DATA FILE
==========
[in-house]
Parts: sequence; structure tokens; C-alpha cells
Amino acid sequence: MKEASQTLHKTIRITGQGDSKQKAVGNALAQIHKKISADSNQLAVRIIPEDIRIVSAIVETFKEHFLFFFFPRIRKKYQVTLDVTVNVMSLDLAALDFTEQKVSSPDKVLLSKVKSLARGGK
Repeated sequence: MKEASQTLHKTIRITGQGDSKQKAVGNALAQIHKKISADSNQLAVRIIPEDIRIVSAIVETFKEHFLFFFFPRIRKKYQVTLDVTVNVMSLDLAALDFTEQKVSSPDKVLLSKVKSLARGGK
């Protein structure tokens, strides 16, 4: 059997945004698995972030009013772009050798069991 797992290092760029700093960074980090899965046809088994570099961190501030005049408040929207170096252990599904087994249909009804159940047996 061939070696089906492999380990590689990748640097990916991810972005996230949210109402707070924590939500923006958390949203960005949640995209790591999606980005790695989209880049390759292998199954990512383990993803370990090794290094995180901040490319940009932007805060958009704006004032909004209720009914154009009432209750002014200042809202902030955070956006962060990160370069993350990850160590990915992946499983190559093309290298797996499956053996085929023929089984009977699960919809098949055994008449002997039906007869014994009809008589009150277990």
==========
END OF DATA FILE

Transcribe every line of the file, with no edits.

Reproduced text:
[in-house]
Parts: sequence; structure tokens; C-alpha cells
Amino acid sequence: MKEASQTLHKTIRITGQGDSKQKAVGNALAQIHKKISADSNQLAVRIIPEDIRIVSAIVETFKEHFLFFFFPRIRKKYQVTLDVTVNVMSLDLAALDFTEQKVSSPDKVLLSKVKSLARGGK
Repeated sequence: MKEASQTLHKTIRITGQGDSKQKAVGNALAQIHKKISADSNQLAVRIIPEDIRIVSAIVETFKEHFLFFFFPRIRKKYQVTLDVTVNVMSLDLAALDFTEQKVSSPDKVLLSKVKSLARGGK
């Protein structure tokens, strides 16, 4: 059997945004698995972030009013772009050798069991 797992290092760029700093960074980090899965046809088994570099961190501030005049408040929207170096252990599904087994249909009804159940047996 061939070696089906492999380990590689990748640097990916991810972005996230949210109402707070924590939500923006958390949203960005949640995209790591999606980005790695989209880049390759292998199954990512383990993803370990090794290094995180901040490319940009932007805060958009704006004032909004209720009914154009009432209750002014200042809202902030955070956006962060990160370069993350990850160590990915992946499983190559093309290298797996499956053996085929023929089984009977699960919809098949055994008449002997039906007869014994009809008589009150277990």